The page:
Dell in the clouds as it wins battle with HP for $1.5bn 3Par
HP and Dell, among the world's largest personal computer makers, are looking at 3Par as a way to build up their "cloud computing" businesses, which involve delivering software, data storage and other services to customers over the internet. The companies want 3Par to help keep data-storage costs down because the company has technology that doles out storage space on the fly.
Dell's new offer is $24.30 a share in cash, up from its $18-per-share offer, or about $1.13 billion, on 16 August. Rival HP had countered with an offer of about $1.5bn on Monday, or about $24 per share.
The back-and-forth bidding for such an obscure company underscores how serious Dell and HP are about finding more profitable businesses than selling computers. The companies that made personal computers affordable and ubiquitous must now draw new buyers by offering more sophisticated PCs with ever-lower prices. The cost of parts, meanwhile, has increased this year, putting even more of a squeeze on profits.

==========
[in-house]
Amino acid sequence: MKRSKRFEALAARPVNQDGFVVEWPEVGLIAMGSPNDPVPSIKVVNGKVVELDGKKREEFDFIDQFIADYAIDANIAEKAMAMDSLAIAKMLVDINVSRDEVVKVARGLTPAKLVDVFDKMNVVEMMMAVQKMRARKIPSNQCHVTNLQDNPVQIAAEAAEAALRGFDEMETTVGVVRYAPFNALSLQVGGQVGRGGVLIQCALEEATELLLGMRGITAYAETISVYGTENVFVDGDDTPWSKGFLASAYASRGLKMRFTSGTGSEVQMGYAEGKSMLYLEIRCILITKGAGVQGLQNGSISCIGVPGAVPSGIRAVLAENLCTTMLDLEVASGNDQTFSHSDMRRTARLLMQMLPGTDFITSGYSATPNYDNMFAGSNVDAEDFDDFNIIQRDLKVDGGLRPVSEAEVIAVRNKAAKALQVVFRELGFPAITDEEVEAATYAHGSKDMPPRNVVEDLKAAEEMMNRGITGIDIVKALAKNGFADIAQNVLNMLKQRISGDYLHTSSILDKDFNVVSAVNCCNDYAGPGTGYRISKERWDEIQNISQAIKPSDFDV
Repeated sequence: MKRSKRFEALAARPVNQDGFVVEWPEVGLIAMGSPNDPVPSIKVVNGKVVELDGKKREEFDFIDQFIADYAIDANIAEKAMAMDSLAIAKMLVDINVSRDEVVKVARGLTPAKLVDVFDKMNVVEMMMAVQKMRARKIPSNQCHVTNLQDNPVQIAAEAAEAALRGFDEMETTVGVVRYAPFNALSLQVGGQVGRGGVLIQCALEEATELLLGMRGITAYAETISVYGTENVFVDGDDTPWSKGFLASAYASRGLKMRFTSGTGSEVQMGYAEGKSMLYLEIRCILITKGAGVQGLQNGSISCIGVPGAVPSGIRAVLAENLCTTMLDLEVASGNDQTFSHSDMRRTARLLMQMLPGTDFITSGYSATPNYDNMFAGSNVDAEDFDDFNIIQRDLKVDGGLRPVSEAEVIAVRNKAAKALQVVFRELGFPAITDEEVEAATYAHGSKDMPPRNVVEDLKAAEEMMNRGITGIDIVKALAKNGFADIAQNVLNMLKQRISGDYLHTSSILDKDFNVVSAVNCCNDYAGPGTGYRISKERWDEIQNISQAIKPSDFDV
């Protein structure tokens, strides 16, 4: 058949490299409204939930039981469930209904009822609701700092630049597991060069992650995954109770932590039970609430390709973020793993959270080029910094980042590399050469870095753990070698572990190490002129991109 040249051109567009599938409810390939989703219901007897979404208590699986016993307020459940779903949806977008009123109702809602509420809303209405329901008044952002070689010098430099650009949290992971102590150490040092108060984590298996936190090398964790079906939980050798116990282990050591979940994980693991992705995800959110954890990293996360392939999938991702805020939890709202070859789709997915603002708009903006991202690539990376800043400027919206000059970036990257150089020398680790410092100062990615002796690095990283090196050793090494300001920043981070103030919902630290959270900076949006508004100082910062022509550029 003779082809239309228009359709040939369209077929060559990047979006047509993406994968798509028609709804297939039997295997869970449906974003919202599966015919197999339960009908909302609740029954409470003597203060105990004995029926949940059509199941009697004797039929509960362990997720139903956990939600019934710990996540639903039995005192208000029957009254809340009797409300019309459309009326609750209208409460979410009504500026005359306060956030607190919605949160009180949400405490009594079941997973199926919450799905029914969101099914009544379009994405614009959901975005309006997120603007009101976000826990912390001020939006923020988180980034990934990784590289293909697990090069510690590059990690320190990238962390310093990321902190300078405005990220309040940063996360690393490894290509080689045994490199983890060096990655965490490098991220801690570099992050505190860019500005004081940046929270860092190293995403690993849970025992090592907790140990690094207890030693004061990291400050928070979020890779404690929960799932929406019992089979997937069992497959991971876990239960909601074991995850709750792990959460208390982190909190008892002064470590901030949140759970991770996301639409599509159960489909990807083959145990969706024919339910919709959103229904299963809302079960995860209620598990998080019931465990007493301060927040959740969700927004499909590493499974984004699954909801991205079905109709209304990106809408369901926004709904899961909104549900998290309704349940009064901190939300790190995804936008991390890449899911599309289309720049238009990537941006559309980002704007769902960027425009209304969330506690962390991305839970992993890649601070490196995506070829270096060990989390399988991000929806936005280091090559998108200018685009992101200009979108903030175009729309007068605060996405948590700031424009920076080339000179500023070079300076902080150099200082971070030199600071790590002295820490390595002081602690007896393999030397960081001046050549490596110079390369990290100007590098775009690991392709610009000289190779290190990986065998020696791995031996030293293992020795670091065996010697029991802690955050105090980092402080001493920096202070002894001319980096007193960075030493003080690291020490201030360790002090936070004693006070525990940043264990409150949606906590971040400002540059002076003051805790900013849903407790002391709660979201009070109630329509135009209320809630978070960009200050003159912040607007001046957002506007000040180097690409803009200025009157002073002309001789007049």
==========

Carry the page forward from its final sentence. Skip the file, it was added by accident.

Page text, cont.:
Cloud computing holds the promise of richer profits for technology providers because many companies aren't buying their own computer servers for certain tasks any more. Instead, they're paying to have software they would have stored on those machines delivered to them over the internet.
Dell, HP and others are trying to take advantage of the trend by offering those kinds of cloud-computing services directly on a subscription basis, along with the equipment and software for customers to build their own cloud systems.
One of the reasons cloud computing is attractive is that such systems are designed to be shared by multiple customers, which spreads out the cost of operating expensive equipment.